The Chinese Cyber Espionage Indictment: What It Means for Your Company

The questions have been coming fast and furious since the Justice Department indicted five Chinese hackers for systematic cyber espionage against five American companies.  A few are easy to answer:  There’s no realistic possibility that these defendants will be brought to trial, and yes, there will be diplomatic consequences for U.S. China relations and possibly [...]

An Emerging Standard of Care in Cybersecurity

  Three things drive change in a market economy:  market opportunity, liability, and government action through regulation and tax law.  Yet none of these forces has had a material effect on cyber security.  Even statutes that create liability and define damages for the loss of personal information have had only a minimal effect on security. [...]

Why Isn’t Cyberspace More Secure?

Note: This article first appeared in Communications of the ACM 53:11 (November 2010). In cyberspace it’s easy to get away with criminal fraud, easy to steal corpo­rate intellectual property, and easy to penetrate governmental networks.  This spring the new Commander of USCYBERCOM, NSA’s General Keith Alexander, acknowledged for the first time that even our classified [...]

The Policy Tension on Zero-Day Vulnerabilities Will Not Go Away

The proposition that NSA should under no circumstances stockpile zero-day vulnerabilities, but should in all cases disclose them in order to perfect defenses, apparently has appeal in some quarters.  It is based on at least two false assumptions.  The first is that the number of zero-days is finite, or, if not finite, then at least [...]

Cyber Threat Information and the Antitrust Canard

Those of us who tried to do big things in government have learned to be grateful for small things.  Yesterday the Justice Department’s Antitrust Division and the Federal Trade Commission jointly declared, “they do not believe that antitrust is – or should be – a roadblock to legitimate cybersecurity information sharing.” The business press immediately [...]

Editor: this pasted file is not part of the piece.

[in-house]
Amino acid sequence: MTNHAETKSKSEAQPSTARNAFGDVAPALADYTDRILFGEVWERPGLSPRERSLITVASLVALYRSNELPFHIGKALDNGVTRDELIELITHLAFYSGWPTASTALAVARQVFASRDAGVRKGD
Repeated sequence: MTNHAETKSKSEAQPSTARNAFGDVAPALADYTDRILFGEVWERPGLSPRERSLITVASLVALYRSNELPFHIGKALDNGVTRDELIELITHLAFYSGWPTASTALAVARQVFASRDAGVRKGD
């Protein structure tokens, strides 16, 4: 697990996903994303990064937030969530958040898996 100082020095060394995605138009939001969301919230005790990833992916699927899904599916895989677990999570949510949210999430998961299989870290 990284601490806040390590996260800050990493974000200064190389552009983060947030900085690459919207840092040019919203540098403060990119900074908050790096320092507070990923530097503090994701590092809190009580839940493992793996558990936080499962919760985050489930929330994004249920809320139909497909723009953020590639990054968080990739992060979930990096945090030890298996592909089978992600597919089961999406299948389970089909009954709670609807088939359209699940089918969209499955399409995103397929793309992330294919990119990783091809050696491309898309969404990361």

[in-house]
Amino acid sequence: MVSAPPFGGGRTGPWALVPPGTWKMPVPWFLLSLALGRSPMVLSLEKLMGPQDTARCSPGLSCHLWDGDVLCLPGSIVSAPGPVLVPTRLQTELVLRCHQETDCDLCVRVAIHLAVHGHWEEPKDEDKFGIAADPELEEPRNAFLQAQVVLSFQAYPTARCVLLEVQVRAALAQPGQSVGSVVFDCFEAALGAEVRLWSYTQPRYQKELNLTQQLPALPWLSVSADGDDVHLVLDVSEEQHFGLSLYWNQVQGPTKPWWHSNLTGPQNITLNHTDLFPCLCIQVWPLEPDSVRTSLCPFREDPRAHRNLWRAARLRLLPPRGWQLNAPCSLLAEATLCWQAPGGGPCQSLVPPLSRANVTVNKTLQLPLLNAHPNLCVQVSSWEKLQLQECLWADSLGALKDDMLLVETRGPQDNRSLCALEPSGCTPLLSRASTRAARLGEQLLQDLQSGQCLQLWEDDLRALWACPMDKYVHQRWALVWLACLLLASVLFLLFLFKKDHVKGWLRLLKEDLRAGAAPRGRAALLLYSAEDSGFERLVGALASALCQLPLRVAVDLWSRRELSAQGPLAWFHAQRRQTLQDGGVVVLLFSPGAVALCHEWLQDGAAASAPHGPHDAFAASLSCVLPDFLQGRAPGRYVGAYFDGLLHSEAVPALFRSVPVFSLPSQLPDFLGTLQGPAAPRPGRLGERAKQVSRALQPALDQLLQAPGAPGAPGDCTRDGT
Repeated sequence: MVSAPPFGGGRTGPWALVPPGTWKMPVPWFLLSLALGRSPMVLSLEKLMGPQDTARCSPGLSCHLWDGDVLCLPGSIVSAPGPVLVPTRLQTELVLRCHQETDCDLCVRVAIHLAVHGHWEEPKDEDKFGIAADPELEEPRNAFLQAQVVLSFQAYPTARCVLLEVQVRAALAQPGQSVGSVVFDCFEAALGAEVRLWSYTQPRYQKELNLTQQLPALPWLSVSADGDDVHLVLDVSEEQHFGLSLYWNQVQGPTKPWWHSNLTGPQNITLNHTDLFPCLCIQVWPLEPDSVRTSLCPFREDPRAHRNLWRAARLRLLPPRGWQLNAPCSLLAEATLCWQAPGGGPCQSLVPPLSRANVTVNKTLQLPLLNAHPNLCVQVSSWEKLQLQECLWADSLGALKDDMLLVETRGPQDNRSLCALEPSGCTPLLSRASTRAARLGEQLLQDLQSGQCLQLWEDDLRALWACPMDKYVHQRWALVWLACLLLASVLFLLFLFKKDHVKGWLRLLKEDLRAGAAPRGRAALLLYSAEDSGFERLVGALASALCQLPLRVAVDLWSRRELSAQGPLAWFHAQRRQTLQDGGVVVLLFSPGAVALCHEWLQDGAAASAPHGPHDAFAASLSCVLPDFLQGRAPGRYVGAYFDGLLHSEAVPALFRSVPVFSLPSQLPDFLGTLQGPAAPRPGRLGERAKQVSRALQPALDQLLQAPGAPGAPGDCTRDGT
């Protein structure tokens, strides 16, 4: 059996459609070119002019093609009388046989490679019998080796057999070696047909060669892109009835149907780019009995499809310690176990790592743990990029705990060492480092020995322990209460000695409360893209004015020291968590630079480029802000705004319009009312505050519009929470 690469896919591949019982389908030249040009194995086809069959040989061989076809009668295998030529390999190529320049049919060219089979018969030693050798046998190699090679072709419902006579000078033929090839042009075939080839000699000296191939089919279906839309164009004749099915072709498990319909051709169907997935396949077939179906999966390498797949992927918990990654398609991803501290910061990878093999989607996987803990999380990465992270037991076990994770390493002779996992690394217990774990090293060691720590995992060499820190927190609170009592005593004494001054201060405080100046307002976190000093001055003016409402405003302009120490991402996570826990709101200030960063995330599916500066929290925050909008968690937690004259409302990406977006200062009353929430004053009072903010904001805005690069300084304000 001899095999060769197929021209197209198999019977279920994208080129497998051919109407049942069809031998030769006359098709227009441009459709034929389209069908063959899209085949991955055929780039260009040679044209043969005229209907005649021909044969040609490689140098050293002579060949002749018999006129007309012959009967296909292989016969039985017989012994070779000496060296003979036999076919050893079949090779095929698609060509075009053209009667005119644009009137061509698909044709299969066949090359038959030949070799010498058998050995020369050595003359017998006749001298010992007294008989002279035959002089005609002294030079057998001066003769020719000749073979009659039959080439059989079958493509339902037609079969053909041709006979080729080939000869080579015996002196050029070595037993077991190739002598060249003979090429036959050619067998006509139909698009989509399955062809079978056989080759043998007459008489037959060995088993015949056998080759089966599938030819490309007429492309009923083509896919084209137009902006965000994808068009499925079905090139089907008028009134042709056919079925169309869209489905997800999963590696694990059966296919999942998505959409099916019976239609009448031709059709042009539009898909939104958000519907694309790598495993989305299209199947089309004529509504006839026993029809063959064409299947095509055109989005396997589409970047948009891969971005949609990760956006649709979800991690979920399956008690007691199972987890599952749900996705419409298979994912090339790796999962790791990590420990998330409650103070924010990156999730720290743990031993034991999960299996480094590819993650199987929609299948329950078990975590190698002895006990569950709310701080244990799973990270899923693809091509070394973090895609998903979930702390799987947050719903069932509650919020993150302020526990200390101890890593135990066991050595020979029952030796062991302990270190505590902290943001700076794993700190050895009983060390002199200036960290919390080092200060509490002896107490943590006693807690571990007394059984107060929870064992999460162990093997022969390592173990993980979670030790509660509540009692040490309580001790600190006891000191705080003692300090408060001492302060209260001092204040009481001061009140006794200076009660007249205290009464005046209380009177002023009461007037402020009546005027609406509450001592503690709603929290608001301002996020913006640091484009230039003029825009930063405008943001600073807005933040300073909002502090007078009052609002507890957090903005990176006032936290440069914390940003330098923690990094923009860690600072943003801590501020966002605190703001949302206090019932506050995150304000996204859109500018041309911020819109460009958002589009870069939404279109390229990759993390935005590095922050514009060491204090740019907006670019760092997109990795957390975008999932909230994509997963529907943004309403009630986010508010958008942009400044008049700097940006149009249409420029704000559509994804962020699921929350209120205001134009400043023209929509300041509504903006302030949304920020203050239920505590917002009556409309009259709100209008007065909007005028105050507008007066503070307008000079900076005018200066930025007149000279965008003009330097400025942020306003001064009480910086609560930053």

Snowden: What’s the Harm?

What harm has Edward Snowden done to his country? When Snowden asserts that the National Security Agency listens to encrypted Russian diplomatic traffic, it takes the Russians about twenty minutes to shut it down.  An operation like that can take many years to put in place.  When he explains exactly how NSA can implant devices [...]

Fruitcake for the Holidays

The Report of the President’s Review Group on Intelligence and Communications Technologies is, like many such reports, a fruitcake.  It’s chock full of tasty cherries – and other bits that are nuts.  You have to pick out what’s what.  Asking for an overall assessment is a disservice to the possibility of intelligent conversation.  But this [...]

N.S.A.: “Not (So) Secret Anymore”

  The National Security Agency is down in the dumps. It’s used to being heralded for brilliance.  It can’t understand how millions of Americans, not to mention foreigners, think it’s engaged in voracious, useless, and unlawful eavesdropping around the world, and dangerous to liberty at home.  Past intelligence scandals have always involved the failure to [...]

Intelligence by Plebiscite?

The world now has extraordinary access to the details of how the United States operates and funds its intelligence agencies, courtesy of Edward Showden and the Washington Post.  This will lead to no good.  It makes friendly countries nervous about what we can do, and unfriendly countries happy about what we can’t do.  This kind of information [...]

Clapper and Wyden: Scenes from a Sandbagging

NOTE: The following article also appears today in LawFare and in The New Republic.   On March 12 of this year, Senator Ron Wyden asked James Clapper, the director of national intelligence, whether the National Security Agency gathers “any type of data at all on millions or hundreds of millions of Americans.”   “No, sir,” replied [...]